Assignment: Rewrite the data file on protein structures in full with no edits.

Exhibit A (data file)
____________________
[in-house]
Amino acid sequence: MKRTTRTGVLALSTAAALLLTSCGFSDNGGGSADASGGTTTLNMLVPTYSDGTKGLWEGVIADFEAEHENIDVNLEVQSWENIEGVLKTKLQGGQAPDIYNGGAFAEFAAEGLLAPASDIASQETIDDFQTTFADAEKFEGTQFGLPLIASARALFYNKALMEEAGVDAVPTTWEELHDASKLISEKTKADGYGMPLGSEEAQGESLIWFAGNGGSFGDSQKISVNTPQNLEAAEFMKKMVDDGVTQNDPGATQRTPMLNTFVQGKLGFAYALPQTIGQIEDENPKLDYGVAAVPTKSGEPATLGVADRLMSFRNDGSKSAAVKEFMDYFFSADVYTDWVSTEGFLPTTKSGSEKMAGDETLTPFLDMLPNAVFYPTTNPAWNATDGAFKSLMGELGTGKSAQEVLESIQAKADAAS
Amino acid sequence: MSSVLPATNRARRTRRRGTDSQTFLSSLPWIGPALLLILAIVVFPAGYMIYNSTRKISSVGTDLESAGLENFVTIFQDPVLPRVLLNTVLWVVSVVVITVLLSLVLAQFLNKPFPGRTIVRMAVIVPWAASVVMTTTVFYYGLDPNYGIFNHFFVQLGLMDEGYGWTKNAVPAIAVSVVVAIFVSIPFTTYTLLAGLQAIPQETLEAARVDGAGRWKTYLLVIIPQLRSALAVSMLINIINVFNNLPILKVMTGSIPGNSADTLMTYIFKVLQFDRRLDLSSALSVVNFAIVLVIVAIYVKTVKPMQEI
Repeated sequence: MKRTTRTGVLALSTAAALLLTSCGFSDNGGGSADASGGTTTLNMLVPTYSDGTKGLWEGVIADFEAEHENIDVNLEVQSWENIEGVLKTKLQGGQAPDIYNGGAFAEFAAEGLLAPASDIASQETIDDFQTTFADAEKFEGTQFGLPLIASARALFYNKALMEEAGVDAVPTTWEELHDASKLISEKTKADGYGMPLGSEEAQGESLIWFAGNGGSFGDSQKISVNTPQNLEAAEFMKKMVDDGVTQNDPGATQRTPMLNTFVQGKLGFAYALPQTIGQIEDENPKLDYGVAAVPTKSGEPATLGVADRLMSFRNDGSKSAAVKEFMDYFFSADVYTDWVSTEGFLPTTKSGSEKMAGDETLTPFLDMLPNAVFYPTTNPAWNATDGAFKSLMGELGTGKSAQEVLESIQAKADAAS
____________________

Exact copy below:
[in-house]
Amino acid sequence: MKRTTRTGVLALSTAAALLLTSCGFSDNGGGSADASGGTTTLNMLVPTYSDGTKGLWEGVIADFEAEHENIDVNLEVQSWENIEGVLKTKLQGGQAPDIYNGGAFAEFAAEGLLAPASDIASQETIDDFQTTFADAEKFEGTQFGLPLIASARALFYNKALMEEAGVDAVPTTWEELHDASKLISEKTKADGYGMPLGSEEAQGESLIWFAGNGGSFGDSQKISVNTPQNLEAAEFMKKMVDDGVTQNDPGATQRTPMLNTFVQGKLGFAYALPQTIGQIEDENPKLDYGVAAVPTKSGEPATLGVADRLMSFRNDGSKSAAVKEFMDYFFSADVYTDWVSTEGFLPTTKSGSEKMAGDETLTPFLDMLPNAVFYPTTNPAWNATDGAFKSLMGELGTGKSAQEVLESIQAKADAAS
Amino acid sequence: MSSVLPATNRARRTRRRGTDSQTFLSSLPWIGPALLLILAIVVFPAGYMIYNSTRKISSVGTDLESAGLENFVTIFQDPVLPRVLLNTVLWVVSVVVITVLLSLVLAQFLNKPFPGRTIVRMAVIVPWAASVVMTTTVFYYGLDPNYGIFNHFFVQLGLMDEGYGWTKNAVPAIAVSVVVAIFVSIPFTTYTLLAGLQAIPQETLEAARVDGAGRWKTYLLVIIPQLRSALAVSMLINIINVFNNLPILKVMTGSIPGNSADTLMTYIFKVLQFDRRLDLSSALSVVNFAIVLVIVAIYVKTVKPMQEI
Repeated sequence: MKRTTRTGVLALSTAAALLLTSCGFSDNGGGSADASGGTTTLNMLVPTYSDGTKGLWEGVIADFEAEHENIDVNLEVQSWENIEGVLKTKLQGGQAPDIYNGGAFAEFAAEGLLAPASDIASQETIDDFQTTFADAEKFEGTQFGLPLIASARALFYNKALMEEAGVDAVPTTWEELHDASKLISEKTKADGYGMPLGSEEAQGESLIWFAGNGGSFGDSQKISVNTPQNLEAAEFMKKMVDDGVTQNDPGATQRTPMLNTFVQGKLGFAYALPQTIGQIEDENPKLDYGVAAVPTKSGEPATLGVADRLMSFRNDGSKSAAVKEFMDYFFSADVYTDWVSTEGFLPTTKSGSEKMAGDETLTPFLDMLPNAVFYPTTNPAWNATDGAFKSLMGELGTGKSAQEVLESIQAKADAAS